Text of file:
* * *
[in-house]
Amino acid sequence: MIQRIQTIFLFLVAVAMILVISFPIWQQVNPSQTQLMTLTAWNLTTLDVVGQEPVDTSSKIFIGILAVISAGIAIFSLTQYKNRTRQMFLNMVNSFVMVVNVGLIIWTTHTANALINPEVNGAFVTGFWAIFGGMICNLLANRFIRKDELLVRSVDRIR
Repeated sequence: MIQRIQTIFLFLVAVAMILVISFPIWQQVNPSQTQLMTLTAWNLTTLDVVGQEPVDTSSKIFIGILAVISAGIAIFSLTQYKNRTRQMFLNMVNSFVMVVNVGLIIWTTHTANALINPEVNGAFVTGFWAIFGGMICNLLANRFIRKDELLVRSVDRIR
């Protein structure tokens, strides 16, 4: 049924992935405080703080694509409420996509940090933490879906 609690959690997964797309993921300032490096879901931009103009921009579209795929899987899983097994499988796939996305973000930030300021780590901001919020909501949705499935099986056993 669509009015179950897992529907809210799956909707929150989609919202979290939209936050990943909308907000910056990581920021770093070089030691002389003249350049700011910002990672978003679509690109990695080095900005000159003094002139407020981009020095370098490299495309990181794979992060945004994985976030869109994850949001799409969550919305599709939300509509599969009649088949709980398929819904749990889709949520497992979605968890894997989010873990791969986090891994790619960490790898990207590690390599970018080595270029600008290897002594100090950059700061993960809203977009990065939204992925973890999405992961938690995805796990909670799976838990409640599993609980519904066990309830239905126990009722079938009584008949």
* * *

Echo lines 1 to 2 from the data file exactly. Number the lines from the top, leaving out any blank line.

[in-house]
Amino acid sequence: MIQRIQTIFLFLVAVAMILVISFPIWQQVNPSQTQLMTLTAWNLTTLDVVGQEPVDTSSKIFIGILAVISAGIAIFSLTQYKNRTRQMFLNMVNSFVMVVNVGLIIWTTHTANALINPEVNGAFVTGFWAIFGGMICNLLANRFIRKDELLVRSVDRIR